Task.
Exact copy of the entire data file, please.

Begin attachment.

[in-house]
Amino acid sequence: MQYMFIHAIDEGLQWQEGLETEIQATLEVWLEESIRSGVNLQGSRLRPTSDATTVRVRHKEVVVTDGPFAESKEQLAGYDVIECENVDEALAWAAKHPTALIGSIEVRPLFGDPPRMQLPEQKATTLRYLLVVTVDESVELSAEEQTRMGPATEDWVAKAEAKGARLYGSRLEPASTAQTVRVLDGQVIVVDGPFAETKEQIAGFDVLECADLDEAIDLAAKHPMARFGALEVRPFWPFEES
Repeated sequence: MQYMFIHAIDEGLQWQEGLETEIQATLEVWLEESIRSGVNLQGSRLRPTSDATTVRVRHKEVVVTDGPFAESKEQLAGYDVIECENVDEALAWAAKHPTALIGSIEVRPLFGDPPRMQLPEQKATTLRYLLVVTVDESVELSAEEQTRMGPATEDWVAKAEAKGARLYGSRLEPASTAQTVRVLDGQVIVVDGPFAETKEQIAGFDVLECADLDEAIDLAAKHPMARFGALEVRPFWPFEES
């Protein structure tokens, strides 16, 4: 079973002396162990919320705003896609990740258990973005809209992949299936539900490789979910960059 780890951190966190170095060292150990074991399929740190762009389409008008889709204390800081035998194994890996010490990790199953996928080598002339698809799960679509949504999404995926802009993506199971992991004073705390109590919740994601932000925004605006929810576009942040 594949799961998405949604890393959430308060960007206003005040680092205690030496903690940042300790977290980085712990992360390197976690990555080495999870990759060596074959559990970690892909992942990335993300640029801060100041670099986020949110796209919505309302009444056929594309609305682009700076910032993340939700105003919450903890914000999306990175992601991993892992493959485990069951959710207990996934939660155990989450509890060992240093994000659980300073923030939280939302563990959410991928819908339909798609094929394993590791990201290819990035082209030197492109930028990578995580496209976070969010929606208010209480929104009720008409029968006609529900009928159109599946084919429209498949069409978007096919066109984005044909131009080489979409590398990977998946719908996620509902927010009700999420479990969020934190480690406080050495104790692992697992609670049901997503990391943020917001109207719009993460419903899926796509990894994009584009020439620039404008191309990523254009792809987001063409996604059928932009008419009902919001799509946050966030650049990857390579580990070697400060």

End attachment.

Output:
[in-house]
Amino acid sequence: MQYMFIHAIDEGLQWQEGLETEIQATLEVWLEESIRSGVNLQGSRLRPTSDATTVRVRHKEVVVTDGPFAESKEQLAGYDVIECENVDEALAWAAKHPTALIGSIEVRPLFGDPPRMQLPEQKATTLRYLLVVTVDESVELSAEEQTRMGPATEDWVAKAEAKGARLYGSRLEPASTAQTVRVLDGQVIVVDGPFAETKEQIAGFDVLECADLDEAIDLAAKHPMARFGALEVRPFWPFEES
Repeated sequence: MQYMFIHAIDEGLQWQEGLETEIQATLEVWLEESIRSGVNLQGSRLRPTSDATTVRVRHKEVVVTDGPFAESKEQLAGYDVIECENVDEALAWAAKHPTALIGSIEVRPLFGDPPRMQLPEQKATTLRYLLVVTVDESVELSAEEQTRMGPATEDWVAKAEAKGARLYGSRLEPASTAQTVRVLDGQVIVVDGPFAETKEQIAGFDVLECADLDEAIDLAAKHPMARFGALEVRPFWPFEES
């Protein structure tokens, strides 16, 4: 079973002396162990919320705003896609990740258990973005809209992949299936539900490789979910960059 780890951190966190170095060292150990074991399929740190762009389409008008889709204390800081035998194994890996010490990790199953996928080598002339698809799960679509949504999404995926802009993506199971992991004073705390109590919740994601932000925004605006929810576009942040 594949799961998405949604890393959430308060960007206003005040680092205690030496903690940042300790977290980085712990992360390197976690990555080495999870990759060596074959559990970690892909992942990335993300640029801060100041670099986020949110796209919505309302009444056929594309609305682009700076910032993340939700105003919450903890914000999306990175992601991993892992493959485990069951959710207990996934939660155990989450509890060992240093994000659980300073923030939280939302563990959410991928819908339909798609094929394993590791990201290819990035082209030197492109930028990578995580496209976070969010929606208010209480929104009720008409029968006609529900009928159109599946084919429209498949069409978007096919066109984005044909131009080489979409590398990977998946719908996620509902927010009700999420479990969020934190480690406080050495104790692992697992609670049901997503990391943020917001109207719009993460419903899926796509990894994009584009020439620039404008191309990523254009792809987001063409996604059928932009008419009902919001799509946050966030650049990857390579580990070697400060």